Mind Over Miller: Rosie

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Jan 01, 2003



My wife, Debby, and I have owned many dogs during our 46 years of marriage, and they've all been Australian shepherds. We've often had two, and sometimes three, at any given time.

The name of the breed, incidentally, is a misnomer. It should be the California stock dog. The breed originated in California as descendants of Basque herding dogs that arrived in California during the Gold Rush. They came with their Basque herders and shiploads of sheep from Australia— hence, the name Australian shepherd. Australians are often miffed at the name, because it is inaccurate, and they are justifiably proud of their own stock dogs, such as the kelpie and the Queensland heeler.

All our dogs have been good dogs. Someone once said that a person is entitled to one great dog in a lifetime. Well, we've had three. Two are long gone, but the third is Rosie.

Rosie is beloved. She doesn't have the work ethic of our preceding great dogs, but she is still very special, extremely intelligent, and supremely kind. She also has the most powerful smile I have ever known in a dog.

Now, a lot of dogs smile. We've had several. It's supposed to be an expression of submission. But Rosie doesn't smile in submission. She smiles to communicate. She has three smiles. One is her Elvis smile, restricted to one side of her upper lip. It means "Hi!"

Then there is her questioning smile, involving a display of just the incisors. People who don't know dogs often duck out of the way, mistaking it for a snarl.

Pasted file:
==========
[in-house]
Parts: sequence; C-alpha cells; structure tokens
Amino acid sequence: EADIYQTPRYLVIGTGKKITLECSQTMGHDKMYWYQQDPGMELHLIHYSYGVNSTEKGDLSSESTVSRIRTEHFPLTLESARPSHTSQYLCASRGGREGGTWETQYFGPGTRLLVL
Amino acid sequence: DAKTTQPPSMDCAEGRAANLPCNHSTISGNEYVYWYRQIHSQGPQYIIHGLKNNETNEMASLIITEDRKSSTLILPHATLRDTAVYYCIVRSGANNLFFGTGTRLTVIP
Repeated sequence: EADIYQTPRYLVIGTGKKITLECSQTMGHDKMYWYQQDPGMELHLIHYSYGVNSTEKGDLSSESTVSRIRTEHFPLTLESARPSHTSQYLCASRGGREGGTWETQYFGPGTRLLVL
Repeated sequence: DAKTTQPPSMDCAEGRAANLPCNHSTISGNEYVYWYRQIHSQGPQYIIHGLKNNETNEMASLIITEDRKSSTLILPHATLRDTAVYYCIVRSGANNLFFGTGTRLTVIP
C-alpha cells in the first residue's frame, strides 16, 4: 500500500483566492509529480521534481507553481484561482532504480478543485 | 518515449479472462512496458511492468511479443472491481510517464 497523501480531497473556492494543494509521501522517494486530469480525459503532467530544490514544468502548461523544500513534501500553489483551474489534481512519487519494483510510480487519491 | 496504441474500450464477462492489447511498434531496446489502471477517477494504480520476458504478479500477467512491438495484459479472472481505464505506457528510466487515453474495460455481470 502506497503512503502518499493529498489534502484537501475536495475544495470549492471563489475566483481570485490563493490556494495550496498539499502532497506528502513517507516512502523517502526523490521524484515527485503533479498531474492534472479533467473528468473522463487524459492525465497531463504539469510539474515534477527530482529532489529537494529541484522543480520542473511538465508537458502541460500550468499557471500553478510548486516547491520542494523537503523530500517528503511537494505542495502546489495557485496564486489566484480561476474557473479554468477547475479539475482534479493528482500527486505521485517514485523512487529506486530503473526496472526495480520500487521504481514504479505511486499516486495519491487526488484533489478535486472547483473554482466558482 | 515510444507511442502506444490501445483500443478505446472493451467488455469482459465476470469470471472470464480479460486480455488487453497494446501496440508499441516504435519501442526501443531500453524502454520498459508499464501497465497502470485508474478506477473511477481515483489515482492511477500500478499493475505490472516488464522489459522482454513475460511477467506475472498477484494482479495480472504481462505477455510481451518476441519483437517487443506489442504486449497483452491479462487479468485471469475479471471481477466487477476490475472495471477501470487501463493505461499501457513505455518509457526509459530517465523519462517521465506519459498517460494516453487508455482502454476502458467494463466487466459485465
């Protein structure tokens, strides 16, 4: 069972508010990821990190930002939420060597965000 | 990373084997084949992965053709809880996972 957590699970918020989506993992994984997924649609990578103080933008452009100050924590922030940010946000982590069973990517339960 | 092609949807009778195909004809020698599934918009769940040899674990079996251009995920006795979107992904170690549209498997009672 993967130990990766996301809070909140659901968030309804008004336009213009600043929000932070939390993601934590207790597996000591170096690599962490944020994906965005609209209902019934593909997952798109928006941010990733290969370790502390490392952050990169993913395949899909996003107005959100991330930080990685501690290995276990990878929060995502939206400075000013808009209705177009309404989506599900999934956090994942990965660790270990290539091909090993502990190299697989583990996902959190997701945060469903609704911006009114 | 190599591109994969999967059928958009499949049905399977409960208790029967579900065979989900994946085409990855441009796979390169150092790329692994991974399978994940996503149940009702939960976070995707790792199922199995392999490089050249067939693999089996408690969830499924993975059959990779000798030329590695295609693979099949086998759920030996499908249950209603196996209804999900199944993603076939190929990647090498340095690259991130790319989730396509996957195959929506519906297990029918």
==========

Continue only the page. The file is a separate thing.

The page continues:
Finally, there is the full-mouth smile that exposes the entire arcade, including all her molars—you know, like Julia Roberts. This smile, the most extreme I've seen in a dog, means "I love you, I've missed you, I haven't seen you since bedtime last night, and life is wonderful and filled with joy."

We have raised litters of pups in the past, and I know we should have bred Rosie just to spread her genes around. There are lots of good dogs around, but great dogs are scarce.

However, we got Rosie after I retired from practice and found myself in an unplanned full-time lecture career. We haven't been home long enough at a stretch to raise and train a litter like we used to. So last year when she was 9, I finally spayed Rosie. I'll regret that decision for the rest of my life.

Half a year after neutering her, we found that Rosie had a highly invasive anal sac adenocarcinoma, with metastases. My wife and I wept. We have never lost a dog prematurely. They have all been 14 years of age or older. Rosie was not yet 10.

A friend and colleague, Dr. Jim Felts, insisted on surgically excising the primary tumor, and another long-time friend, Dr. Alice Villalobos, prescribed a course of immunostimulants and nutraceuticals for Rosie. An oncologist suggested that Rosie receive a long-term course of piroxicam, an NSAID that has been found to have some anticancer properties.

Half a year later, Rosie has never looked or felt better. There has been no palpable recurrence at the original tumor site. One of my former practice associates, Dr. Sean McCormack, recently performed an abdominal ultrasonographic examination on Rosie, and the metastases were static.

I now can identify with the many clients in years past who were grateful to me for extending the life of a treasured pet. Every day we have with this dear creature is cherished, yet we know that someday, soon, we will lose her. Lately, the words of an old country song about a man remembering his childhood friend, Old Shep, have been going through my mind. The last stanza goes something like this:

Old Shep has gone where the good doggies go, And no more with Old Shep will I roam. But if dogs go to heaven, there's one thing I know, Old Shep has a wonderful home.

Robert M. Miller, DVM, is an author and a cartoonist, speaker, and Veterinary Medicine Practitioner Advisory Board member from Thousand Oaks, Calif. His thoughts in "Mind Over Miller" are drawn from 32 years as a mixed-animal practitioner. Visit his Web site at http://www.robertmmiller.com/.